Mets’ Robinson Cano batting third in exhibition games should be no cause for concern, yet

Robinson Cano (Brad Penner-USA TODAY Sports)

Four months without sports sure are making people jumpy. 

Mets fans and media members alike are already getting on first-year manager Luis Rojas for batting Robinson Cano third in two exhibition games against the crosstown rival Yankees. 

Two games that don’t count, two games that are used just to get players the work they need before MLB’s 60-game truncated regular-season schedule begins on Friday. 

That’s it. 

Rojas even told members of the media prior to Saturday night’s 6-0 loss to the Yankees that Cano was batting third “to get as many at-bats as he can,” after he reported to summer camp late. 

If that truly is the reason, then it’s an understandable one. 

Despite coming off a career-worst season in his first campaign with the Mets, Cano’s bat will be an x-factor for the club this season as long as it is in the right spot in the order. 

During an injury-riddled season in which he played in just 107 games, Cano started a majority of them (58 games) in the three-hole of the Mets’ lineup. The results were disastrous as the 37-year-old slashed .229/.273/.359 with five home runs and 19 RBI.

Hence why there’s been panic that Cano spent time at the three-spot this weekend.

“His profile is to hit there in the middle. He showed up in great shape and with his bat, we all feel comfortable he will deliver for us,” Rojas said. “Guys are hitting in different spots in the lineup. We’re just getting guys at-bats. … It’s nothing in particular to do with what we do in the season. We’re not there yet.”

So it might be best to ease away from the panic button for now. Let’s talk about pressing it if he’s there on Opening Day Friday against the Braves. 

The ideal spot for Cano — which is why a good season from him will be so important to the success of the Mets — would be down at No. 5 or No. 6 in the order.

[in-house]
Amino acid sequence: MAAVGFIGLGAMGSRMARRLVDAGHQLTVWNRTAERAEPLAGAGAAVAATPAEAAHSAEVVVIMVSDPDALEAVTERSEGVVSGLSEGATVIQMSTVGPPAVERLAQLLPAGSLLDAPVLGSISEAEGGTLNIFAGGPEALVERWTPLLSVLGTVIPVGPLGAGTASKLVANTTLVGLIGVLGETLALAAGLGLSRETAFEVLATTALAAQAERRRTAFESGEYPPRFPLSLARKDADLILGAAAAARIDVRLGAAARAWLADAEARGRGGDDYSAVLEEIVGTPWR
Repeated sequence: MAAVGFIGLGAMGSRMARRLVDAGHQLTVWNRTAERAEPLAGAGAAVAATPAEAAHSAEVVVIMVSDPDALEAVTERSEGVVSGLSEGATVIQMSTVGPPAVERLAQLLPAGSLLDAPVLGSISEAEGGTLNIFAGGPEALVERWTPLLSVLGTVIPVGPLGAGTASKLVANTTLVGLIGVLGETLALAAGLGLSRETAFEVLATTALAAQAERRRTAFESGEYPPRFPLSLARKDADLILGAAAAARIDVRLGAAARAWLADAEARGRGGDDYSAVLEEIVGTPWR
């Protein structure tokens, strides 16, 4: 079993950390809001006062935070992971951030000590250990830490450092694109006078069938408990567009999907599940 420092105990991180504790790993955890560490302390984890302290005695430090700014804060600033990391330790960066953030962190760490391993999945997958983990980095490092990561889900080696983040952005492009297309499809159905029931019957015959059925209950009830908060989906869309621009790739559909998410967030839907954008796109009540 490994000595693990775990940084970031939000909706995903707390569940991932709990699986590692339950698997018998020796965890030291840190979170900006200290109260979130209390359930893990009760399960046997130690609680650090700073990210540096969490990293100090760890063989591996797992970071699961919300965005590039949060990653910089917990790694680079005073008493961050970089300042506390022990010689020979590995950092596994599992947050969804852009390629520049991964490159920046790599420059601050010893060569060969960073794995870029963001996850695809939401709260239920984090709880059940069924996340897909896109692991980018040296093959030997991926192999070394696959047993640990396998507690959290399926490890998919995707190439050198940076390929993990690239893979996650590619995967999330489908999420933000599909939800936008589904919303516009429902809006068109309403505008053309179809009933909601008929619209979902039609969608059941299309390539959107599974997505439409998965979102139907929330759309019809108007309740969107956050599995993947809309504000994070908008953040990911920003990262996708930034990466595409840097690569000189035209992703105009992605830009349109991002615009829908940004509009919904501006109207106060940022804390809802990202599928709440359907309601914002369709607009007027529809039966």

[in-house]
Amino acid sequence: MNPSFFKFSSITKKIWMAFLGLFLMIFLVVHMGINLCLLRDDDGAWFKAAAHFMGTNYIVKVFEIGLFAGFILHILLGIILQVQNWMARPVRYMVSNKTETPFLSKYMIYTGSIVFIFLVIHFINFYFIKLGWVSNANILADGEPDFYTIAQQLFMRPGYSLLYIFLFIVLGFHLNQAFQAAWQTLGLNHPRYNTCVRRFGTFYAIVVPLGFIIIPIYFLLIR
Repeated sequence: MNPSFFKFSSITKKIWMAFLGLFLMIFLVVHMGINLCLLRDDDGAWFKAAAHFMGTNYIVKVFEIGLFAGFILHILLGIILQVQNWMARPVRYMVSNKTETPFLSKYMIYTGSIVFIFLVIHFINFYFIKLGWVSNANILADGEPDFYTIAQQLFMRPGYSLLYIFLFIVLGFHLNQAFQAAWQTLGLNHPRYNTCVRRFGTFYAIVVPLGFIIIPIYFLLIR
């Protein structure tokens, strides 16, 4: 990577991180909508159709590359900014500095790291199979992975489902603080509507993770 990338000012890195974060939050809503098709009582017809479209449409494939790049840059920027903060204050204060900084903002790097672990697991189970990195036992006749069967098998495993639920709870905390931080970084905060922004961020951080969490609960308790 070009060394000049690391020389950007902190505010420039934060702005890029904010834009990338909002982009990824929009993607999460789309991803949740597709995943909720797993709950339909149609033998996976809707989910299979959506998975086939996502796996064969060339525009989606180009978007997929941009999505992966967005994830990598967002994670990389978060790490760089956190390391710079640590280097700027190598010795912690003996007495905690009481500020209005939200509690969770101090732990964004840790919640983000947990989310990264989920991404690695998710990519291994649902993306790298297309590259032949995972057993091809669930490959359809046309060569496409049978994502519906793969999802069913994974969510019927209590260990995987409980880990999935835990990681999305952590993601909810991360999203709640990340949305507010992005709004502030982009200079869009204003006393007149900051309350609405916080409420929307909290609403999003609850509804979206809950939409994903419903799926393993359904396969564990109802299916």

For the first time in a while, the Mets boast a deep lineup of offensive threats that make it unreasonable for Cano to be near the No. 3 spot. 

Jeff McNeil is the obvious choice to lead things off while Pete Alonso mashed in the second spot. Michael Conforto’s career year last year in which he slashed .257/.363/.494 with 33 home runs should earn him first dibs at the No. 3 spot. 

Meanwhile, the returning Yoenis Cespedes, the emerging J.D. Davis, and the more-consistent Wilson Ramos are all viable options to bat ahead of Cano. 

Given the desire for many teams to alternate righties and lefties in the lineup, though, logic suggests Cano could easily settle in at fifth or sixth:

Projected optimal 2020 Mets lineup

  1. Jeff McNeil- 3B
  2. Pete Alonso- 1B
  3. Michael Conforto- RF
  4. Yoenis Cespedes- DH
  5. Robinson Cano- 2B
  6. Wilson Ramos- C
  7. JD Davis- LF
  8. Amed Rosario- SS
  9. Brandon Nimmo- CF

If Cano can find his footing in Queens and replicate anything near the half-season he had with the Seattle Mariners in 2018 after returning from his PED suspension (.303, 10 HR, 50 RBI in 80 games), the Mets’ lineup not only is that much more threatening, but Cano could (gasp) moonlight occasionally as the No. 3 hitter if needed.

Should he struggle as he did in 2019, though, and Rojas doesn’t act accordingly, questions about favoritism from general manager Brodie Van Wagenen — who traded away the promising Jerred Kelenic for him and Edwin Diaz — will continue to strengthen. 

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